Given the vast difference in their respective payrolls, the Houston Astros probably didn't think they would occupy a higher spot in the standings than the Los Angeles Angels.
The Astros, though, are just above the last-place Angels, who are off to their worst start in 52 years entering Friday night's series opener in Anaheim.
With a combined 213 losses in the past two seasons, the Astros were hardly expected to be competitive when they moved to the formidable AL West, and their $27 million payroll didn't give them much to work with.
As likely predicted, Houston (3-6) has started slowly but did win its final two games in Seattle earlier this week. After getting outscored 37-9 during a six-game slide, the Astros earned that pair of victories by a combined 24-12 margin and totaled 38 hits.
Chris Carter led the way with seven hits, three homers, and five RBIs in those games, and Marwin Gonzalez had five hits, including a homer in each victory, while raising his team-best average to .444.
"Even when a maybe a lot of people around the ballclub were panicking, I never saw any panic from any of those guys. We all understand the game of baseball," manager Bo Porter told the team's website. "We know it can be very streaky from an offensive standpoint. Hitting is contagious, just like the same way a few guys get into a slump it can be contagious."
The Astros will try to keep streaking for a little longer against the Angels (2-7), who are experiencing their worst start since going 1-8 in their inaugural 1961 season. In contrast to the thrifty Astros, Los Angeles boasts a $142 million payroll and made another splash in free agency in the offseason by signing former Texas slugger Josh Hamilton.
Los Angeles also struggled out of the gate after signing Albert Pujols to a 10-year, $240 million deal before last season, dropping 14 of 20 en route to a third-place finish in the West.
After batting .190 with one homer in his first 30 games last season, Pujols is hitting .300 with two home runs so far this season but went 0 for 4 in Thursday's 8-1 loss to Oakland. Hamilton had two of his team's season-low five hits to raise his average to .200.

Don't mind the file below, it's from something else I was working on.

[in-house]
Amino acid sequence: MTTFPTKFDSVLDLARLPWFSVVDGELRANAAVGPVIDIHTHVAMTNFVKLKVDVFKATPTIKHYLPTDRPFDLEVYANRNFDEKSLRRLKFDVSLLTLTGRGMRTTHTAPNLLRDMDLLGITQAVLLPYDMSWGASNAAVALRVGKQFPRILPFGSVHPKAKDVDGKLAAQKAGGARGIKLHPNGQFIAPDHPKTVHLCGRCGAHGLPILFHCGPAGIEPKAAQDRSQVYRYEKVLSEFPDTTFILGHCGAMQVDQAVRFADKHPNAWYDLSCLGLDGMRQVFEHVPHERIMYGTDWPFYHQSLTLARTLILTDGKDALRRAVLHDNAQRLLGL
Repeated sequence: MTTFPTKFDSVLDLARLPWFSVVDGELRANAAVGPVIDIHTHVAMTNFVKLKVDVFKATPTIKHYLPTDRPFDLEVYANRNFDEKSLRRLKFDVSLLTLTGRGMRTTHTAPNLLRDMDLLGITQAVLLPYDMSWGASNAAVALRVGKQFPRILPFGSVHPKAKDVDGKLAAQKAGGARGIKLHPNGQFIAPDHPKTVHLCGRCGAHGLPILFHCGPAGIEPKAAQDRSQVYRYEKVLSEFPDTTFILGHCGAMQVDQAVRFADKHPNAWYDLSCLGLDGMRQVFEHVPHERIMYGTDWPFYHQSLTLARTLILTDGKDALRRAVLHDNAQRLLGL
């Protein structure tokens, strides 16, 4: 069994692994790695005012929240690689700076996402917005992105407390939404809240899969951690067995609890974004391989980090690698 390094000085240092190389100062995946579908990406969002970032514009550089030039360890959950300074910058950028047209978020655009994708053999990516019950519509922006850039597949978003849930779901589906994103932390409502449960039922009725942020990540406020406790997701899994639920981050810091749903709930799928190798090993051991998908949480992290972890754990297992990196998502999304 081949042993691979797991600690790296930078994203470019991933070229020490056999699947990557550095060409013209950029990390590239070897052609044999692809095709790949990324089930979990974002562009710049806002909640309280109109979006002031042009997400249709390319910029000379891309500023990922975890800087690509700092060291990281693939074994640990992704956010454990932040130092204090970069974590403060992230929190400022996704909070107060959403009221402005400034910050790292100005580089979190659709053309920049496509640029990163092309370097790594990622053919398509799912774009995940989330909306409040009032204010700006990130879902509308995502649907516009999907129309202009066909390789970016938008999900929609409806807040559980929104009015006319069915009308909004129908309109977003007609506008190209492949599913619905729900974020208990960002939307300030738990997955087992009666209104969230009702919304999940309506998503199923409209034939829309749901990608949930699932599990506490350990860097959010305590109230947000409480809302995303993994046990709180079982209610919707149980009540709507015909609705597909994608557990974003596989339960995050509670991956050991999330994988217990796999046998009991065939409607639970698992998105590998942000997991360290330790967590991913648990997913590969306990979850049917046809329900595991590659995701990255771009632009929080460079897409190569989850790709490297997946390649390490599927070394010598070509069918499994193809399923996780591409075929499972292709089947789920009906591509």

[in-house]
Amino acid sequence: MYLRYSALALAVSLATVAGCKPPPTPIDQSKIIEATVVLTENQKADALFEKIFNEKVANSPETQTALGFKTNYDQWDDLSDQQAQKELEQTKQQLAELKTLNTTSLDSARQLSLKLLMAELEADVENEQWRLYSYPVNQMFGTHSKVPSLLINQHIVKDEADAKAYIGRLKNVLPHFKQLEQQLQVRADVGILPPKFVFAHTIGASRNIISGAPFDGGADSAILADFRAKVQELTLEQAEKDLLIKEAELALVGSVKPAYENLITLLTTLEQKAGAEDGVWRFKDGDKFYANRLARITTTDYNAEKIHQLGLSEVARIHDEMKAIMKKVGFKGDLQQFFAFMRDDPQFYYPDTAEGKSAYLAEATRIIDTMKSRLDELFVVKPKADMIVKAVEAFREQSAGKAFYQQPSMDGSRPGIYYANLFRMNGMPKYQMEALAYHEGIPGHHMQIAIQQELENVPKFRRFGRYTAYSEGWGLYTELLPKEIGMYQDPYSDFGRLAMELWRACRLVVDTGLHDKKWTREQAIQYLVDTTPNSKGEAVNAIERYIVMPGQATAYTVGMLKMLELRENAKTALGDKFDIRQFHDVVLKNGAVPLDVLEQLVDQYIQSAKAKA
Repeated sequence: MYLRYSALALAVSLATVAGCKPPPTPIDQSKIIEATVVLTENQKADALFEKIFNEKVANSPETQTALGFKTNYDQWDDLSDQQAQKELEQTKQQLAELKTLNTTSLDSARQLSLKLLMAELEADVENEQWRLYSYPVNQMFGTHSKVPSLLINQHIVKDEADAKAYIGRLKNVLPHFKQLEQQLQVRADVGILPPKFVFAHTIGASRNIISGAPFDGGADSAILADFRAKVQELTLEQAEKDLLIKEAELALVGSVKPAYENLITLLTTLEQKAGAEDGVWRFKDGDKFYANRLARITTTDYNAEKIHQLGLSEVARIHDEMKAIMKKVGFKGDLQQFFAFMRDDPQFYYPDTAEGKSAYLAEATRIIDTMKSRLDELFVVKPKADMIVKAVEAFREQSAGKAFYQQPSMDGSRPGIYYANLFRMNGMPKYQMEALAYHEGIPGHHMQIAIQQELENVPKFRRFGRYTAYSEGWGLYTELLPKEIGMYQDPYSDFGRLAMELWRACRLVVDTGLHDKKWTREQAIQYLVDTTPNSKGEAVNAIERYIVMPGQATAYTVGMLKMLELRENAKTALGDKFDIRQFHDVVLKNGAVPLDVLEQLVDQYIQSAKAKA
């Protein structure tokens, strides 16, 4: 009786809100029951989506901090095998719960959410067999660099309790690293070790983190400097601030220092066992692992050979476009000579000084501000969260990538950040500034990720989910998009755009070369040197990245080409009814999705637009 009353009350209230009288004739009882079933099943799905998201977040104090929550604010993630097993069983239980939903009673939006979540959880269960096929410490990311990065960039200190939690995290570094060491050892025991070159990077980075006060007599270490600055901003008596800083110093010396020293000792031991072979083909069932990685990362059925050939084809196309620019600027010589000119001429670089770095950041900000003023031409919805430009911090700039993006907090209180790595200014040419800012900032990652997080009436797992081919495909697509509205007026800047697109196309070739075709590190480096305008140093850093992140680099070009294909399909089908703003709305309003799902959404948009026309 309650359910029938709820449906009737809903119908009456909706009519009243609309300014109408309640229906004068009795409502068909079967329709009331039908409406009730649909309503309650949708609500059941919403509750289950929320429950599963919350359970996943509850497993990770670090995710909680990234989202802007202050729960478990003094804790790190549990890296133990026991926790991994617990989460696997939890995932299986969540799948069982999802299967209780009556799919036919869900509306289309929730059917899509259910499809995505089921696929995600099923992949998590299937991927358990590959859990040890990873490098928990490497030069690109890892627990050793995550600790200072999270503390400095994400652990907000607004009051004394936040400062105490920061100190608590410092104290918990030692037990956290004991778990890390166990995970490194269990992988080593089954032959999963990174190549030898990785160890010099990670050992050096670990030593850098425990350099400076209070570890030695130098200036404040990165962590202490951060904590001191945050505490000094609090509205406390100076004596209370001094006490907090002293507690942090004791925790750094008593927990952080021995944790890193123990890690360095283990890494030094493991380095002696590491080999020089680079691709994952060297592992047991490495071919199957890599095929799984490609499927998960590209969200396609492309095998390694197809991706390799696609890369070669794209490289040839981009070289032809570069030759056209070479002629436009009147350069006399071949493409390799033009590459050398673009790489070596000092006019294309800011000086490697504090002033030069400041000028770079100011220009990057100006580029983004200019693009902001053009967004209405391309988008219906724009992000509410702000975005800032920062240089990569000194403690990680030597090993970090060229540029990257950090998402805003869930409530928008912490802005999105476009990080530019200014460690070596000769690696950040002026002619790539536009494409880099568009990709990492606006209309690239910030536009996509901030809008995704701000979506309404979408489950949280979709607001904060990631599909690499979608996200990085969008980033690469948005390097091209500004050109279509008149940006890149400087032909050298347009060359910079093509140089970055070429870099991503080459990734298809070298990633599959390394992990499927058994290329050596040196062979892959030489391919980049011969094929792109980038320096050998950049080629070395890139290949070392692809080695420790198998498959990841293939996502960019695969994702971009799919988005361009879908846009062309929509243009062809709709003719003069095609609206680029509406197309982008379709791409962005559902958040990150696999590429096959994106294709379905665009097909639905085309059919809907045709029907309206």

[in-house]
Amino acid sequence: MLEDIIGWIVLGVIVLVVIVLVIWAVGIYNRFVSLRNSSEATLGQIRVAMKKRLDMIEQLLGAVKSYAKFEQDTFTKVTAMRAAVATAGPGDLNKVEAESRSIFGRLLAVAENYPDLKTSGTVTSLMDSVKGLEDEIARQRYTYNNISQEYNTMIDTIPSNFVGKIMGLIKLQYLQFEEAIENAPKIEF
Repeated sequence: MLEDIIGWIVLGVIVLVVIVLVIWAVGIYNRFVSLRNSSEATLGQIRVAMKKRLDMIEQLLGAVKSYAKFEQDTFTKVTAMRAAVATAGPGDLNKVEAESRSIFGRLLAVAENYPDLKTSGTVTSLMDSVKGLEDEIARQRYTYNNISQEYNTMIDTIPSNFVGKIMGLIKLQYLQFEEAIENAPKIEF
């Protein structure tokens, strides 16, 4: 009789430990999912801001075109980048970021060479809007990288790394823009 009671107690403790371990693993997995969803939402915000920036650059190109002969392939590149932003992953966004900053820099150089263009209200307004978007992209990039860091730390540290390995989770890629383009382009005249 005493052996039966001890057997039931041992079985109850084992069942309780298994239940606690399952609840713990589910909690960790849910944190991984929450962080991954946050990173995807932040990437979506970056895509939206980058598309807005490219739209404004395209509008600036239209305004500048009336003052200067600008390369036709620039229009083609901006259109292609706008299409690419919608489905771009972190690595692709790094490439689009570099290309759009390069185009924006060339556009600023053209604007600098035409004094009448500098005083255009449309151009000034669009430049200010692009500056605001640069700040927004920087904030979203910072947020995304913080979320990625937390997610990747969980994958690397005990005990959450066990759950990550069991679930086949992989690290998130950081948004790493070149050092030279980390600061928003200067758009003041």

The Angels, who had 49 hits in their previous four games, have experienced more trouble lately keeping opponents off the scoreboard. Their ERA has quickly risen from 3.11 to 5.42 during their four consecutive defeats.
"The teams we've faced, they're really good offensive clubs. But I think everybody believes in the team we have," starting pitcher Jason Vargas said.
Tommy Hanson, one of three new starting pitchers, will try to help his team begin to snap out of its funk by building on a winning debut. The right-hander gave up three runs over six innings in Saturday's 8-4 victory in Texas.
The former Atlanta right-hander has plenty of experience against the Astros and most of it good. Hanson (1-0, 4.50 ERA) is 4-0 with a 1.29 ERA in six career matchups.
Houston will send out Bud Norris (1-1, 3.18) to face the Angels for the first time. After winning his season debut against Texas, the right-hander gave up one run over his first five innings against Oakland on Saturday before allowing four - three of which were unearned - in a 6-3 defeat.
Pujols is one of two Angels hitters to have faced Norris, going 5 for 26 (.192) with two doubles. Chris Iannetta is 1 for 3 against him.